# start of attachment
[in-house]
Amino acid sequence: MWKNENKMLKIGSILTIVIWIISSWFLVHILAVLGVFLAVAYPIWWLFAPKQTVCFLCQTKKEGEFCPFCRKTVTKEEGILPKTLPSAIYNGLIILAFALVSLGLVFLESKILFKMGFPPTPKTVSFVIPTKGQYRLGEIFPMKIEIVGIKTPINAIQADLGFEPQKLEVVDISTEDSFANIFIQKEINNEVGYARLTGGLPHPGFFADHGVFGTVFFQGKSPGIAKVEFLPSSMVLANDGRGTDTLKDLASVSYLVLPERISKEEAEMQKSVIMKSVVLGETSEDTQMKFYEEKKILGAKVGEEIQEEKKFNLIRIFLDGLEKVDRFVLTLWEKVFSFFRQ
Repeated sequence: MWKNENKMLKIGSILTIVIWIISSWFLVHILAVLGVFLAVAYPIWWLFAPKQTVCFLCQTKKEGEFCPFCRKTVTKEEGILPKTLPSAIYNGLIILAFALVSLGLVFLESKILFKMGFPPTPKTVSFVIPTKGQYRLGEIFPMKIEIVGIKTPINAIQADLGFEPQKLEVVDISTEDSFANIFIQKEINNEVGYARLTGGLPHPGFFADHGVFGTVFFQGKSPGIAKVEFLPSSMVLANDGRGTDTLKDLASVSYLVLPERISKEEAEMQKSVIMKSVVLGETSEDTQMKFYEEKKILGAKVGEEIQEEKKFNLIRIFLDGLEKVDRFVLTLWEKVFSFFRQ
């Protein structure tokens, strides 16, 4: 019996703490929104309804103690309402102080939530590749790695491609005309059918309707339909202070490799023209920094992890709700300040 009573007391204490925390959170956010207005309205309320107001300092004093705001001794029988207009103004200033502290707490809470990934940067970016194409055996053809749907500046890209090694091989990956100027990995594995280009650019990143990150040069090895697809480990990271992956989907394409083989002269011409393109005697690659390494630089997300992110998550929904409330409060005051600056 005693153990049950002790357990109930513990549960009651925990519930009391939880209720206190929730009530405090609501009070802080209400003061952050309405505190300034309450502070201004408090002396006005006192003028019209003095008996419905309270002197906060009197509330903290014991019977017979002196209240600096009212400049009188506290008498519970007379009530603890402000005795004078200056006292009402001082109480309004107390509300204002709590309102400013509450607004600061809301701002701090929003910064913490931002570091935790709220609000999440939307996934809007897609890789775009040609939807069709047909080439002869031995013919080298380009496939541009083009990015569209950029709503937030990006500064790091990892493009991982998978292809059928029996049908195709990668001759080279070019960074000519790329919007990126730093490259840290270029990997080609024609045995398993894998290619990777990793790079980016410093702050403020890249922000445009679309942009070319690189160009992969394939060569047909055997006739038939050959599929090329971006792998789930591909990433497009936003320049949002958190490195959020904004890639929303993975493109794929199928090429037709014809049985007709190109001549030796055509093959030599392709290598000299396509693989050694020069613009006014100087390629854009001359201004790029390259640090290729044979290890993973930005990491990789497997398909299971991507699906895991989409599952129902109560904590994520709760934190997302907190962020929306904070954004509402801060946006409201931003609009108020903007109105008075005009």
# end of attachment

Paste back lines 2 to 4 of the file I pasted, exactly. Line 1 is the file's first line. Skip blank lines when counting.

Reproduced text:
Amino acid sequence: MWKNENKMLKIGSILTIVIWIISSWFLVHILAVLGVFLAVAYPIWWLFAPKQTVCFLCQTKKEGEFCPFCRKTVTKEEGILPKTLPSAIYNGLIILAFALVSLGLVFLESKILFKMGFPPTPKTVSFVIPTKGQYRLGEIFPMKIEIVGIKTPINAIQADLGFEPQKLEVVDISTEDSFANIFIQKEINNEVGYARLTGGLPHPGFFADHGVFGTVFFQGKSPGIAKVEFLPSSMVLANDGRGTDTLKDLASVSYLVLPERISKEEAEMQKSVIMKSVVLGETSEDTQMKFYEEKKILGAKVGEEIQEEKKFNLIRIFLDGLEKVDRFVLTLWEKVFSFFRQ
Repeated sequence: MWKNENKMLKIGSILTIVIWIISSWFLVHILAVLGVFLAVAYPIWWLFAPKQTVCFLCQTKKEGEFCPFCRKTVTKEEGILPKTLPSAIYNGLIILAFALVSLGLVFLESKILFKMGFPPTPKTVSFVIPTKGQYRLGEIFPMKIEIVGIKTPINAIQADLGFEPQKLEVVDISTEDSFANIFIQKEINNEVGYARLTGGLPHPGFFADHGVFGTVFFQGKSPGIAKVEFLPSSMVLANDGRGTDTLKDLASVSYLVLPERISKEEAEMQKSVIMKSVVLGETSEDTQMKFYEEKKILGAKVGEEIQEEKKFNLIRIFLDGLEKVDRFVLTLWEKVFSFFRQ
């Protein structure tokens, strides 16, 4: 019996703490929104309804103690309402102080939530590749790695491609005309059918309707339909202070490799023209920094992890709700300040 009573007391204490925390959170956010207005309205309320107001300092004093705001001794029988207009103004200033502290707490809470990934940067970016194409055996053809749907500046890209090694091989990956100027990995594995280009650019990143990150040069090895697809480990990271992956989907394409083989002269011409393109005697690659390494630089997300992110998550929904409330409060005051600056 005693153990049950002790357990109930513990549960009651925990519930009391939880209720206190929730009530405090609501009070802080209400003061952050309405505190300034309450502070201004408090002396006005006192003028019209003095008996419905309270002197906060009197509330903290014991019977017979002196209240600096009212400049009188506290008498519970007379009530603890402000005795004078200056006292009402001082109480309004107390509300204002709590309102400013509450607004600061809301701002701090929003910064913490931002570091935790709220609000999440939307996934809007897609890789775009040609939807069709047909080439002869031995013919080298380009496939541009083009990015569209950029709503937030990006500064790091990892493009991982998978292809059928029996049908195709990668001759080279070019960074000519790329919007990126730093490259840290270029990997080609024609045995398993894998290619990777990793790079980016410093702050403020890249922000445009679309942009070319690189160009992969394939060569047909055997006739038939050959599929090329971006792998789930591909990433497009936003320049949002958190490195959020904004890639929303993975493109794929199928090429037709014809049985007709190109001549030796055509093959030599392709290598000299396509693989050694020069613009006014100087390629854009001359201004790029390259640090290729044979290890993973930005990491990789497997398909299971991507699906895991989409599952129902109560904590994520709760934190997302907190962020929306904070954004509402801060946006409201931003609009108020903007109105008075005009």